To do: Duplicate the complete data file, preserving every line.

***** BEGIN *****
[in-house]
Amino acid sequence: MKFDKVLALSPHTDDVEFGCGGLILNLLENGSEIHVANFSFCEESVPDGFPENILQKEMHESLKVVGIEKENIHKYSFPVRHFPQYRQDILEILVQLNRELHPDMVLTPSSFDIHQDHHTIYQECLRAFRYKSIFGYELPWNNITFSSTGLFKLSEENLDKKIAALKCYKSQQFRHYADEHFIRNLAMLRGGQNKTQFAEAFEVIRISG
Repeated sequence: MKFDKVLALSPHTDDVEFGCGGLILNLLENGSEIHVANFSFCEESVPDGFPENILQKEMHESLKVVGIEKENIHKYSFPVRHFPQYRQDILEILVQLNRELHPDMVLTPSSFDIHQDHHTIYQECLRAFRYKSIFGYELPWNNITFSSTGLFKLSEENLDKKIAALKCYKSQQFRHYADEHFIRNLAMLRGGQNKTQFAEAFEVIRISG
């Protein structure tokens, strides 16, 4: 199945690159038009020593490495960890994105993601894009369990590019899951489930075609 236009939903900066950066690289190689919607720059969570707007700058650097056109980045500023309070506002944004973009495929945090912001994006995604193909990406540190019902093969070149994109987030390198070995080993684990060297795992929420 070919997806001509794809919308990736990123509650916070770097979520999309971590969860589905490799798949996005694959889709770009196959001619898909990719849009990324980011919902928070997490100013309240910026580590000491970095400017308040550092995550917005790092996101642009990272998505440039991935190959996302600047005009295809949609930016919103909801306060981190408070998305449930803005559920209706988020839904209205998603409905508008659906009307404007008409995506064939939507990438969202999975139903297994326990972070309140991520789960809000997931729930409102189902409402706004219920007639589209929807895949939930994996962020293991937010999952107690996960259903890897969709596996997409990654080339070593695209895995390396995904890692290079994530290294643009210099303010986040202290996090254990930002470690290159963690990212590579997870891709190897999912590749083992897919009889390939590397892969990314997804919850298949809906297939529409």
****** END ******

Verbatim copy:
[in-house]
Amino acid sequence: MKFDKVLALSPHTDDVEFGCGGLILNLLENGSEIHVANFSFCEESVPDGFPENILQKEMHESLKVVGIEKENIHKYSFPVRHFPQYRQDILEILVQLNRELHPDMVLTPSSFDIHQDHHTIYQECLRAFRYKSIFGYELPWNNITFSSTGLFKLSEENLDKKIAALKCYKSQQFRHYADEHFIRNLAMLRGGQNKTQFAEAFEVIRISG
Repeated sequence: MKFDKVLALSPHTDDVEFGCGGLILNLLENGSEIHVANFSFCEESVPDGFPENILQKEMHESLKVVGIEKENIHKYSFPVRHFPQYRQDILEILVQLNRELHPDMVLTPSSFDIHQDHHTIYQECLRAFRYKSIFGYELPWNNITFSSTGLFKLSEENLDKKIAALKCYKSQQFRHYADEHFIRNLAMLRGGQNKTQFAEAFEVIRISG
């Protein structure tokens, strides 16, 4: 199945690159038009020593490495960890994105993601894009369990590019899951489930075609 236009939903900066950066690289190689919607720059969570707007700058650097056109980045500023309070506002944004973009495929945090912001994006995604193909990406540190019902093969070149994109987030390198070995080993684990060297795992929420 070919997806001509794809919308990736990123509650916070770097979520999309971590969860589905490799798949996005694959889709770009196959001619898909990719849009990324980011919902928070997490100013309240910026580590000491970095400017308040550092995550917005790092996101642009990272998505440039991935190959996302600047005009295809949609930016919103909801306060981190408070998305449930803005559920209706988020839904209205998603409905508008659906009307404007008409995506064939939507990438969202999975139903297994326990972070309140991520789960809000997931729930409102189902409402706004219920007639589209929807895949939930994996962020293991937010999952107690996960259903890897969709596996997409990654080339070593695209895995390396995904890692290079994530290294643009210099303010986040202290996090254990930002470690290159963690990212590579997870891709190897999912590749083992897919009889390939590397892969990314997804919850298949809906297939529409």